Why Don’t Young People Vote, and What Can Be Done About It?

You might imagine that people in rich, highly democratic countries are more likely to vote. And while that’s true in some places — Denmark, the Netherlands and Sweden all saw turnout rates of 85 percent or higher in their last elections — citizens of nations with dependably free and fair elections don’t always take advantage of their enviable position. Switzerland’s 2019 presidential election, for example, had a youth turnout of 33 percent and an overall turnout of 45 percent. The United States, with its 64 percent overall turnout and 46 percent youth turnout in 2016, may also fall into this category.

Experts emphasize that there is no single fix to increase youth turnout. Instead, research points to interventions on a short, medium and long-term timeline.

Short term: Get young people the specific information they need to register and make it to the polls. “It drives me nuts when I hear people say, ‘It’s not that hard to go vote,’ or ‘It’s not that hard to register,’” said Jan Leighley, a professor of government at American University. “Actually, the act of casting a ballot in an election is incredibly complex!”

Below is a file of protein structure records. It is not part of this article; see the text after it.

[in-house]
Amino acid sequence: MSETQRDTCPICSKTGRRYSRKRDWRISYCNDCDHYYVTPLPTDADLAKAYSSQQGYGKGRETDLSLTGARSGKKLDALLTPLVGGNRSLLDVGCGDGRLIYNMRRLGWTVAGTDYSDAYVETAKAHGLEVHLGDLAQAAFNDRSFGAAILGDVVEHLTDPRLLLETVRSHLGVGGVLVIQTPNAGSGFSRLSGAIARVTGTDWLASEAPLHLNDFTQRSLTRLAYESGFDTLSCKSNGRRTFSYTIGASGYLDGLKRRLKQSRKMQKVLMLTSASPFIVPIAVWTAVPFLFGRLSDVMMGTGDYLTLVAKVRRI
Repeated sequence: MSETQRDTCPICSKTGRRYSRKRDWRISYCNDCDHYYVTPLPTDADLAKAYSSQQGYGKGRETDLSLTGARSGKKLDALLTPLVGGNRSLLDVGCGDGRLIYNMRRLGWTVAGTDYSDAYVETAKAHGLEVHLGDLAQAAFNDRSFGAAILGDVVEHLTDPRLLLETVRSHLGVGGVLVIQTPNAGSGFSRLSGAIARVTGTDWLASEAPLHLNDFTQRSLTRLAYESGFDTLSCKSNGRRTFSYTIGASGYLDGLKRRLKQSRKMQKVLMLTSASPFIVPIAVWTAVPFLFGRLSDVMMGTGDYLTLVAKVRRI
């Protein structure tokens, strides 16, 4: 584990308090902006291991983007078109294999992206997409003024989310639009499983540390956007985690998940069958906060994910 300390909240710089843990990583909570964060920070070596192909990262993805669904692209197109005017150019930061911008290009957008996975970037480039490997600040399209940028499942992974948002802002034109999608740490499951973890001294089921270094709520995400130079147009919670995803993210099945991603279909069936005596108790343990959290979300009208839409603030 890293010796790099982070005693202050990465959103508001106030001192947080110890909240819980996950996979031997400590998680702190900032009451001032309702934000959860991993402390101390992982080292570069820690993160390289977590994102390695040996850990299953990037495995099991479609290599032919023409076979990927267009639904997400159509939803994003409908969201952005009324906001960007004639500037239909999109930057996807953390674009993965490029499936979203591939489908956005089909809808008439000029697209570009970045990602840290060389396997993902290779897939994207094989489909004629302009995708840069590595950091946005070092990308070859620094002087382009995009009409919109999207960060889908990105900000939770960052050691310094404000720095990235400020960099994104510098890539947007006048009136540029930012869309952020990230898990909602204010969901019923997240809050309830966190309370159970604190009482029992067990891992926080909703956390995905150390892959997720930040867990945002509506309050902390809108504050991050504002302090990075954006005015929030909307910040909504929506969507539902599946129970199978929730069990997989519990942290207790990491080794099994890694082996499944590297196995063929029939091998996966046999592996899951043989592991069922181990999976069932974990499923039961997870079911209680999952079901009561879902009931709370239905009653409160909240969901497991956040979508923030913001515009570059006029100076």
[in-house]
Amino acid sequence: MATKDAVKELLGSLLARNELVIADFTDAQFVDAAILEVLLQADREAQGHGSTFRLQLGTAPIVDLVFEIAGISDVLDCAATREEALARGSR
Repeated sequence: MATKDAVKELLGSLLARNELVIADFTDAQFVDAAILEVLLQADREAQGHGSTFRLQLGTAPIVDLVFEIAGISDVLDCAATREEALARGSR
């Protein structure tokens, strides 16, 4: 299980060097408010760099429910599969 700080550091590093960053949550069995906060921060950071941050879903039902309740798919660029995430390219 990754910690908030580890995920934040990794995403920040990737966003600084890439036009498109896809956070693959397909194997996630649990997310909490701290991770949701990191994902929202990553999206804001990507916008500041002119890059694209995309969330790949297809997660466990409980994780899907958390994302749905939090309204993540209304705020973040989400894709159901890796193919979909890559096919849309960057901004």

She and other experts recommend mobilization efforts that lead first-time voters through steps like learning how to register and by what date; how a ballot works, what’s on it and how to fill it out; where to go to cast a vote and what to do when you get there. Research cited by Professors Holbein and Hillygus showed that flashier but less precise efforts, like celebrity-driven efforts to increase awareness of voting in general, don’t work.

Medium term: Work to reduce systemic barriers, especially to registration. The strong association between youth and overall turnout suggests that measures aimed at increasing voting for everyone will bring out young voters, too — and maybe even bring their participation rates closer to the general population’s.

In her book about voter turnout, Meredith Rolfe of the University of Massachusetts points out that in U.S. elections, turnout is higher in states that make it easier to register to vote, for example by permitting it right up to an election, having registration offices that are open on evenings and weekends and allowing absentee registration.

And Anthony Fowler of the University of Chicago found that permitting future voters to preregister at age 16 or 17, making them automatically registered on their 18th birthday, increases both registration and turnout by 2.1 percentage points.

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